Since the whole workflow can be performed relatively quickly, it would be really interesting to move these techniques to the next stage and do in-situ resistome profiling. Especially integrating Matt Loose’s read-until functionally could open up new avenues. Furthermore these experiments were done with the R7 chemistry, however it seems that the new R9 chemistry is able to deliver even higher accuracies and faster turn-around.

The fasta files and poreFUME output used in the analysis are already online, the raw PacBio and MinION data is available at ENA

Update 2016-11-01: Added the ENA link to the raw data

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Validate DNA FASTA file with a javascript function

gitlogoI couldn’t find a quick function that validates a single DNA FASTA file in javascript, so here a setup (it uses the same structure as this protein FASTA validator from the Oxford Protein Informatics Group).

function validateDNA (seq)	{
	//Based on: http://www.blopig.com/blog/2013/03/a-javascript-function-to-validate-fasta-sequences/

	// immediately remove trailing spaces
	seq = seq.trim();

	// split on newlines... 
	var lines = seq.split('\n');

	// check for header
	if (seq[0] == '>') {
		// remove one line, starting at the first position	
		lines.splice(0, 1);

	// join the array back into a single string without newlines and 
	// trailing or leading spaces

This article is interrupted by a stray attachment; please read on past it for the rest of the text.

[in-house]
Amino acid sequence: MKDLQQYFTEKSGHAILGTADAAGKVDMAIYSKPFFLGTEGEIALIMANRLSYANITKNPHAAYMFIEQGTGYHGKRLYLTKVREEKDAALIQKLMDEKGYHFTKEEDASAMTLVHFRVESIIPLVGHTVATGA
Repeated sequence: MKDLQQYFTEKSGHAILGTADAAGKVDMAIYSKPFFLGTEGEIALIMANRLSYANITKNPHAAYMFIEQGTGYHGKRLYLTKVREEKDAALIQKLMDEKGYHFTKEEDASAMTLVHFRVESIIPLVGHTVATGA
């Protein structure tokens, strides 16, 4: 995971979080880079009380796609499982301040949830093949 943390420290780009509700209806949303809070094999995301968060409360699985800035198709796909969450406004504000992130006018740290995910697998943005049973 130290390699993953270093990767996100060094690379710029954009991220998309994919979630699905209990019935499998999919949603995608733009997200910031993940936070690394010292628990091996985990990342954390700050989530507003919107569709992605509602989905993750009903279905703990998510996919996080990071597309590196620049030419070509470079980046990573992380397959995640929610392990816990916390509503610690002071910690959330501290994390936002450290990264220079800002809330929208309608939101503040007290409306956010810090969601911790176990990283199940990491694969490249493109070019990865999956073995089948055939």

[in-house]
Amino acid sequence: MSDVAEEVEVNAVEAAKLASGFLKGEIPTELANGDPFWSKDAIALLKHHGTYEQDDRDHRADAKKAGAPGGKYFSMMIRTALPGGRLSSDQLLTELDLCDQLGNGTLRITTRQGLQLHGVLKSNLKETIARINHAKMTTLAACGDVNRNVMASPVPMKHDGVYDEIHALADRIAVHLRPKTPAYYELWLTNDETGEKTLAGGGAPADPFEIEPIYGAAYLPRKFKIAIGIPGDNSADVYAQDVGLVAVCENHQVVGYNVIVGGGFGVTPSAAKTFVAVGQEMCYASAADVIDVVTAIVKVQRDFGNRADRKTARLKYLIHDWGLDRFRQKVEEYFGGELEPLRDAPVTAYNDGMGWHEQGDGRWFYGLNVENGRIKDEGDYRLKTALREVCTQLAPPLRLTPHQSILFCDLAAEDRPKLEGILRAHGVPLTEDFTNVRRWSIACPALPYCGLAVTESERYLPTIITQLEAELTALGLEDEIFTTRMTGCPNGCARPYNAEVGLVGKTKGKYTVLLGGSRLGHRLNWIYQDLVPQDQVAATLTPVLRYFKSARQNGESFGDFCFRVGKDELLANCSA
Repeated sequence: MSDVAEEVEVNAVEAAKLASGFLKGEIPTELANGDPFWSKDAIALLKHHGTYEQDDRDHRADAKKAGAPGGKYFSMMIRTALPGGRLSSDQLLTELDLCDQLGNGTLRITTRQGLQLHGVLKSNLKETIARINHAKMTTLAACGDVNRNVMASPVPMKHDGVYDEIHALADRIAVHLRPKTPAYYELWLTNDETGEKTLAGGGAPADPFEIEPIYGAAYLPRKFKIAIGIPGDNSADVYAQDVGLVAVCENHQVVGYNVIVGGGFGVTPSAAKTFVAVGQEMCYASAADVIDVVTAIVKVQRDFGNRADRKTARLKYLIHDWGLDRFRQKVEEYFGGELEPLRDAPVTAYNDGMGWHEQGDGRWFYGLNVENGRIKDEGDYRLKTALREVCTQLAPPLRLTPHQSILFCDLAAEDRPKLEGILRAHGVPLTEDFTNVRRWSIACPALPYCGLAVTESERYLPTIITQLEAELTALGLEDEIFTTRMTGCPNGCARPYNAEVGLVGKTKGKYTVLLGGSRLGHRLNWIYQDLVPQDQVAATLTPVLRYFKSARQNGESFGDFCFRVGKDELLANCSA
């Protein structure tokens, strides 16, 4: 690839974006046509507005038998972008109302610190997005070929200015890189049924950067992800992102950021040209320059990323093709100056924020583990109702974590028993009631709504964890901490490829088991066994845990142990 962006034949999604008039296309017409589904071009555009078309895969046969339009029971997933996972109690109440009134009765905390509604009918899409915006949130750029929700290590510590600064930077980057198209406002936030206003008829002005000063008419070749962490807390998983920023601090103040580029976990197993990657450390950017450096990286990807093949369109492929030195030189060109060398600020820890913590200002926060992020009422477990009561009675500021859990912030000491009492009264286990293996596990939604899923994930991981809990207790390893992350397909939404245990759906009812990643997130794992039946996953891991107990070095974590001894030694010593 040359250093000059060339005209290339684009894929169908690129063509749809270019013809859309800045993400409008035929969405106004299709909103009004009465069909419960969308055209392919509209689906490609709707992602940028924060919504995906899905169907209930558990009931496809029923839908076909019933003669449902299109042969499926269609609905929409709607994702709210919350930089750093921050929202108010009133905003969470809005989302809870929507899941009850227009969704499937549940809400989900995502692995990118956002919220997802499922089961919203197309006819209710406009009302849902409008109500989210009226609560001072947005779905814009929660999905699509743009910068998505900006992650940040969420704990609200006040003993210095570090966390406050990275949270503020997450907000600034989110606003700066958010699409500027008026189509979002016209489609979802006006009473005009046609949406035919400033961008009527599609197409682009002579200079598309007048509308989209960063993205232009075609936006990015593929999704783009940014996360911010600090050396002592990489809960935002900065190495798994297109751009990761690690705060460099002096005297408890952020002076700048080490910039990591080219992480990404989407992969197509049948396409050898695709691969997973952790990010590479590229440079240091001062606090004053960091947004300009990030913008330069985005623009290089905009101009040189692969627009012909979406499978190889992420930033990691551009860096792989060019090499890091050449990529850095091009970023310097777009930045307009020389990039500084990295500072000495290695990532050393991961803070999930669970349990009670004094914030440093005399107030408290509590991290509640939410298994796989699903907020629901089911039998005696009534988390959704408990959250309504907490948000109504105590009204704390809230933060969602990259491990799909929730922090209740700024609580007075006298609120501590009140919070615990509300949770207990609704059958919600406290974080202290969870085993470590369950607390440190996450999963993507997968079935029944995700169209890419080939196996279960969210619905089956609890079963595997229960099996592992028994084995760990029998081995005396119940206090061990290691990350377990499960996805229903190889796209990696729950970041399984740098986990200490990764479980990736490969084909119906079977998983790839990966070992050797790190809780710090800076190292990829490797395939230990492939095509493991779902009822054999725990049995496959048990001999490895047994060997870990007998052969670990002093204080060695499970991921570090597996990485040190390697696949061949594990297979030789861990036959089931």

seq = lines.join('').trim();
	//Search for charaters that are not G, A, T or C.
	if (seq.search(/[^gatc\s]/i) != -1) {	
		//The seq string contains non-DNA characters
		return false;
		/// The next line can be used to return a cleaned version of the DNA
		/// return seq.replace(/[^gatcGATC]/g, "");
		//The seq string contains only GATC
		return true;

Have fun

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Highlights of the International Synthetic and Systems Biology Summer School 2014

sicily_etnaLast week I joined the International Synthetic and Systems Biology Summer School in Taormina, Italy and as the title describes it was all about Synthetic and Systems biology with some pretty cool speakers.  Weiss talked about the general principles of genetic circuits and the current limitations (record is currently 12 different synthetic promoters in 1 designed network). Sarpeshkar focused on the stochastic nature and the associated noise of cells, he showed how they can be simulated or mirrored using analog circuits. Paul Freemont took Ron Weiss’ design principles and showed how to apply them on different examples, he also elaborated on an efficient way of characterizing new circuits and parts. Tanja Kortemme, a former postdoc from the Baker lab, gave an introduction to the capabilities of computational protein design and using some neat examples showed the power (and limitations) of computational design. Below some highlights and the relevant links of the literature that was discussed.

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Book review: The Double Helix

The Double Helix, book coverI recently came across a copy of “The Double Helix” by James Watson and will put forth some highlights in this post.

The book became quite famous for giving a glimpse of how science was done in the ’50. However it also generated a fair amount of controversy because of the harsh personal attacks especially towards Rosalind Franklin, who made essential contributions but was never acknowledged to the extend of Watson and Crick.

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Happy DNA day!

DNAsnapshotToday it is exactly 60 years ago (April 25, 1953) J.D. Watson and F.H.C Crick published their famous DNA structure paper in Nature. You can  read the original article at Nature website here for free. In 1962  James Watson, Francis Crick and Maurice Wilkins were awarded the Nobel Prize in Physiology or Medicine for their discovery. As of 2003 the 25th of April is celebrated as DNA day.